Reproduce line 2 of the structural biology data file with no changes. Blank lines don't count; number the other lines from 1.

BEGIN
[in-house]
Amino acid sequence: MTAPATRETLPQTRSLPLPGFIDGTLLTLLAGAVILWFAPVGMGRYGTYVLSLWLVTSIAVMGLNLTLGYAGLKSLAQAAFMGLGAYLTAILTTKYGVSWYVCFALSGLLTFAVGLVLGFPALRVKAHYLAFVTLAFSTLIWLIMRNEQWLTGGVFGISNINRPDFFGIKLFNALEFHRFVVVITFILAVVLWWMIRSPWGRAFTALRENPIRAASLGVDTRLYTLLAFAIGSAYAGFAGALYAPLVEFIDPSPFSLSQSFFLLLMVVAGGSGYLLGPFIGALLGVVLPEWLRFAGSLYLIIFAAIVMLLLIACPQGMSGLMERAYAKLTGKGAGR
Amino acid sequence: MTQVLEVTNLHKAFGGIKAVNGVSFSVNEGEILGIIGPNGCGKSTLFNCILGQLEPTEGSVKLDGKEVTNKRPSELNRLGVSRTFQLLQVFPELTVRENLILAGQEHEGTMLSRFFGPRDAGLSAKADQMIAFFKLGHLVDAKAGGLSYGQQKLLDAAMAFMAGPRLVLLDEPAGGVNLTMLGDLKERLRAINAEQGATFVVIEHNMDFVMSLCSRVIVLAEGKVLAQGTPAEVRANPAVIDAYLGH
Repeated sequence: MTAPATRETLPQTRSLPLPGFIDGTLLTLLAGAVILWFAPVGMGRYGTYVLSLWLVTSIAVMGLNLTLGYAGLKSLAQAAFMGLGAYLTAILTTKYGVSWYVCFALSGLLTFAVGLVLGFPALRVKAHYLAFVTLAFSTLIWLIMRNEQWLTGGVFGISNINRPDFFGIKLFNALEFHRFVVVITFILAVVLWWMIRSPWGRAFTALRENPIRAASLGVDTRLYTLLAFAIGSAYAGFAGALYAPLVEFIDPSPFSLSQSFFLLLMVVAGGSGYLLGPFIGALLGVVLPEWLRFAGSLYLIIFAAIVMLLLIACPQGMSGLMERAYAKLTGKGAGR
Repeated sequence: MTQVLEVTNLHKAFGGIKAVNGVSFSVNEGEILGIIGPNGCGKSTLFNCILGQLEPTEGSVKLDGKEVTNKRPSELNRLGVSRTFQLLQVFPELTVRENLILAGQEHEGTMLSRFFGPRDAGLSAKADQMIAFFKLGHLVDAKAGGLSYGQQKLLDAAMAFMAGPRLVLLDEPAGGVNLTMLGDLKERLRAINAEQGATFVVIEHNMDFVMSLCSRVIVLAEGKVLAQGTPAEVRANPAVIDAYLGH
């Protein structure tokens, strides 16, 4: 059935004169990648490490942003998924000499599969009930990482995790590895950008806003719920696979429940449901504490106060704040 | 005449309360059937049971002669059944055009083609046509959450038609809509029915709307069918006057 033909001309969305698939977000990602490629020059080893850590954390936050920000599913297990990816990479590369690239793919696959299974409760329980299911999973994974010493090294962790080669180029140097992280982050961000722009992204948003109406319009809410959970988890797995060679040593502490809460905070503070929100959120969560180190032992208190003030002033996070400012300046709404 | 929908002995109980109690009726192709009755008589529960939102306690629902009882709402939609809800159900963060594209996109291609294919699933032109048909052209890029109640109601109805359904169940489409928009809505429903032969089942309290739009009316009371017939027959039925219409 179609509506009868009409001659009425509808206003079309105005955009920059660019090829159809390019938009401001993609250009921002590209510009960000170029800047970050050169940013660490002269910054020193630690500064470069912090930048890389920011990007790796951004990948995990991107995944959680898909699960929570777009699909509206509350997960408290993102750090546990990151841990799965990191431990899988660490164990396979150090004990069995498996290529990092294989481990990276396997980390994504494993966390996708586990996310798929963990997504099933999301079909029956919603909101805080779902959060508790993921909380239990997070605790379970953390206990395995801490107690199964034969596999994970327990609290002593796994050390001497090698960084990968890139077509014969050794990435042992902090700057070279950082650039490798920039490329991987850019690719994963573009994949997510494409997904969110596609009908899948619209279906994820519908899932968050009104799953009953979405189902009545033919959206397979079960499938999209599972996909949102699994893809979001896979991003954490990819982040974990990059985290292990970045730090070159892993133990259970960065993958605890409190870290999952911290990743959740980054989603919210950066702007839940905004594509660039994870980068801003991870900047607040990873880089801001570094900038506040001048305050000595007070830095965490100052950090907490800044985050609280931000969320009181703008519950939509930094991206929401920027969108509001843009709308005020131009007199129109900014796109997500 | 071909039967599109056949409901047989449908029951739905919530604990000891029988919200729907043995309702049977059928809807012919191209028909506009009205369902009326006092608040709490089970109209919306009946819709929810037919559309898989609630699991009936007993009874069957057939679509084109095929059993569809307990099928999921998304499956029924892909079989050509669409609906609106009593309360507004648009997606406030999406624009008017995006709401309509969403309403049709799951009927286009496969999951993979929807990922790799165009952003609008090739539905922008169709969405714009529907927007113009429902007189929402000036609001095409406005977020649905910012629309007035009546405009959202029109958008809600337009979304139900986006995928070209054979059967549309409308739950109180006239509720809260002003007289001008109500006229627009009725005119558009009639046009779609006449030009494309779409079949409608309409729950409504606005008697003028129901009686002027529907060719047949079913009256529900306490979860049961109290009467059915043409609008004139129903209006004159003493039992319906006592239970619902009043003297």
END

Amino acid sequence: MTAPATRETLPQTRSLPLPGFIDGTLLTLLAGAVILWFAPVGMGRYGTYVLSLWLVTSIAVMGLNLTLGYAGLKSLAQAAFMGLGAYLTAILTTKYGVSWYVCFALSGLLTFAVGLVLGFPALRVKAHYLAFVTLAFSTLIWLIMRNEQWLTGGVFGISNINRPDFFGIKLFNALEFHRFVVVITFILAVVLWWMIRSPWGRAFTALRENPIRAASLGVDTRLYTLLAFAIGSAYAGFAGALYAPLVEFIDPSPFSLSQSFFLLLMVVAGGSGYLLGPFIGALLGVVLPEWLRFAGSLYLIIFAAIVMLLLIACPQGMSGLMERAYAKLTGKGAGR